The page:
(







)




Figure 5
:
Schematic showing decelerated beam with perfect energy recovery but falling
across the

RF waveform (left) and with incomplete energy recovery with the exhaust beam
moved further up the RF waveform.


Assume that you have a s
ingle
cryo
module

that can provide a maximum of
12
0 MeV

of
energy gain
,
you inject

at 10 MeV,
the
bunch from
the
injecto
r
is 100 pC and has an aspect
ratio of

2.0 ps × 35

keV
.
The fractional energy spread at t
he wiggler must be less than 0.7
%
(rms) and the higher the peak current (shorter the bunch) the better.
The FEL extractio
n
efficiency is expected to be 1.5
%

(i.e. the
“22” element needs to be set to 0.015)
.

Assume the
RF fundamental frequency is 1497 MHz.


a)

What is the FEL induced energy spread

(rms)
?





FEL

= ______ %


b)

What must the deceleration phase be in order to prevent beam from spilling across the
trough of the

RF waveform during energy recovery
?

USPAS 2011 “Beam
Measurements, Manipulation and Instrumentation at an ERL FEL Driver”

8




dec

= ______ degrees


c)

What are the calculated
R
56

and T
566

for the wiggler
-
to
-
linac transport

assuming you use
the deceleration phase calculated in Step b)
?


R
56


= _______ m

T
56
6

= _______ m


d)

What is the change in pathlength of the beam due to lasing?

(
Hint: what matrix element
relates pathlength and energy?
)



l

= ______ m = ______ degrees

(at 1497 MHz)


e)

What is the off
-
crest acceleration phase for your longitudinal match?



ac
c

= ______
degrees


f)

What
are

the
R
56

and T
566

for the linac
-
to
-
wiggler transport for your longitudinal match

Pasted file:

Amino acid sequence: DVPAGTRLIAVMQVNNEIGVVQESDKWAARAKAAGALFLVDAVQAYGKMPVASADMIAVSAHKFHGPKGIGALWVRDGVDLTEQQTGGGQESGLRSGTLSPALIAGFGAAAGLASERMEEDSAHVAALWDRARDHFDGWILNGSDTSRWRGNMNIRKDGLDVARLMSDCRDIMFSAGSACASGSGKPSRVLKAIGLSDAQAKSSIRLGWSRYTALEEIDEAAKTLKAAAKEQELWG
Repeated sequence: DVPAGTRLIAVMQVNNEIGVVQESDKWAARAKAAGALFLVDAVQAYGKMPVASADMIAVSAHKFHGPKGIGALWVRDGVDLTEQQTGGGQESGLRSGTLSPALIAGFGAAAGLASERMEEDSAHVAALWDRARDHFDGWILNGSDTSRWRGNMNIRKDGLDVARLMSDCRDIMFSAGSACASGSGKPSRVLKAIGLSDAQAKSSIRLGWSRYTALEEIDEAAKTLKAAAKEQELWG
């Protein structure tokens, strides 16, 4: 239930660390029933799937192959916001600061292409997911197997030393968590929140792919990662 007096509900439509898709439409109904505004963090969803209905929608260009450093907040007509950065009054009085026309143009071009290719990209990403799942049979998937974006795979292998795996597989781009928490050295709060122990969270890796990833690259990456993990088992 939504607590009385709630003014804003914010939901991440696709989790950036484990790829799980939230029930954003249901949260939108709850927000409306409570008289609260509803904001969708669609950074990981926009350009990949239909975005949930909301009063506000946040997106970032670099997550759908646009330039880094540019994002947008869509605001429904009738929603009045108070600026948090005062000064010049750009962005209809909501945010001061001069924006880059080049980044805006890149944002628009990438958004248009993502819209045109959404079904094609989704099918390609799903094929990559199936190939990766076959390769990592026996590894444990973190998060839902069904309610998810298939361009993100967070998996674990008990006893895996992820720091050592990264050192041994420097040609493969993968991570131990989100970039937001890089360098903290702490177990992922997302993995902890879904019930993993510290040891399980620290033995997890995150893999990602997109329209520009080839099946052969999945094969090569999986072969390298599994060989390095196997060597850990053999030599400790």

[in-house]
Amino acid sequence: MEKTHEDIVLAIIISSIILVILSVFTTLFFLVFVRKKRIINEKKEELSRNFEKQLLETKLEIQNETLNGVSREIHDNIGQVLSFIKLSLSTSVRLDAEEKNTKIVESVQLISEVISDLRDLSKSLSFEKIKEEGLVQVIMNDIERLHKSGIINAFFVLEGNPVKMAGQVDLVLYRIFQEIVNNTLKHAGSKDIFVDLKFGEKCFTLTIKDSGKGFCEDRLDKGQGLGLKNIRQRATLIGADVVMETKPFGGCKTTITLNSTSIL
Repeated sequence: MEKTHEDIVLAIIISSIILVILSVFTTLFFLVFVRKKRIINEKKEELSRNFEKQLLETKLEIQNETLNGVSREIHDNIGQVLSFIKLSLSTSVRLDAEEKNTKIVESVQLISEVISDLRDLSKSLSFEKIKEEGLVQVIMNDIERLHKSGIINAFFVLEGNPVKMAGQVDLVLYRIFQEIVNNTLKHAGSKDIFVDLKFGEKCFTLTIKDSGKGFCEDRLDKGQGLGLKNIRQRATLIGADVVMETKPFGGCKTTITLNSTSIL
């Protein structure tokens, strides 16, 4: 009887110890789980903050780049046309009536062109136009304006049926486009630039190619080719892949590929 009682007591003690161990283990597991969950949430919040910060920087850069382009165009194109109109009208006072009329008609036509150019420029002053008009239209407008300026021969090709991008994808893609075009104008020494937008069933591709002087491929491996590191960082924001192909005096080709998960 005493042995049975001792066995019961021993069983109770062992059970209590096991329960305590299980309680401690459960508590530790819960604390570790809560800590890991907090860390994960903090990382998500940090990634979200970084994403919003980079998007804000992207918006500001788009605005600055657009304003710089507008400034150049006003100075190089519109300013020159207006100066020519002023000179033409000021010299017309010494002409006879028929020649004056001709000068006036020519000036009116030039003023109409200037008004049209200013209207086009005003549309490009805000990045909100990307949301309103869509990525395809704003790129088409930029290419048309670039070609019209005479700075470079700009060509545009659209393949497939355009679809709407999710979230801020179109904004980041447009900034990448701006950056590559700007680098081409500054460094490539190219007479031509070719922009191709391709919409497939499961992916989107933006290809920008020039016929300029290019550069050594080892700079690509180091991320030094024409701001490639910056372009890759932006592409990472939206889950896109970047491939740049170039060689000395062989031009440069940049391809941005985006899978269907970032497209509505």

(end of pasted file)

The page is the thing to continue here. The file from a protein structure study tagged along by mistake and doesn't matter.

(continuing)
?


R
56

= _______ m

T
566

= _______ m


g)

What are the beam parameters at the wiggler? Is the energy spread specification

satisfied?



z

= ______

m





= ______ %

I
peak

= ______ kA


h)

What are

the R
56

and T
566

for the wiggler
-
to
-
linac transport for your longitudinal match?
How do they compare with
the values obtained analytically?


R
56

= _______ m

T
566

= _______ m


i)

Take a screenshot of the
LiTrack

GUI showing your finished longitudinal match
(Ctrl+Alt+Prnt Scrn captures a screenshot on Windows which can then be pasted into a
Word or PowerPoint).


j)

What would you need to cha
nge in order to generate
a
bunch
that is twice as long and has
half the energ
y spread
(i.e. 0.3
5%)
at the wiggler?





USPAS 2011 “Beam
Measurements, Manipulation and Instrumentation at an ERL FEL Driver”

9


References


[1]


K. Bane and P. Emma,
“LiTrack: A Fast Longitudinal Phase Space Tracking Code with
Graphical User Interface”

Proceedings of
the
2005 Particle Accelerator Conference
(Knoxville, TN), pp. 4266
-
4268
(2005).


[2
]

D. Douglas, et al., Technical Note 00
-
013, Jefferson Laboratory (1995).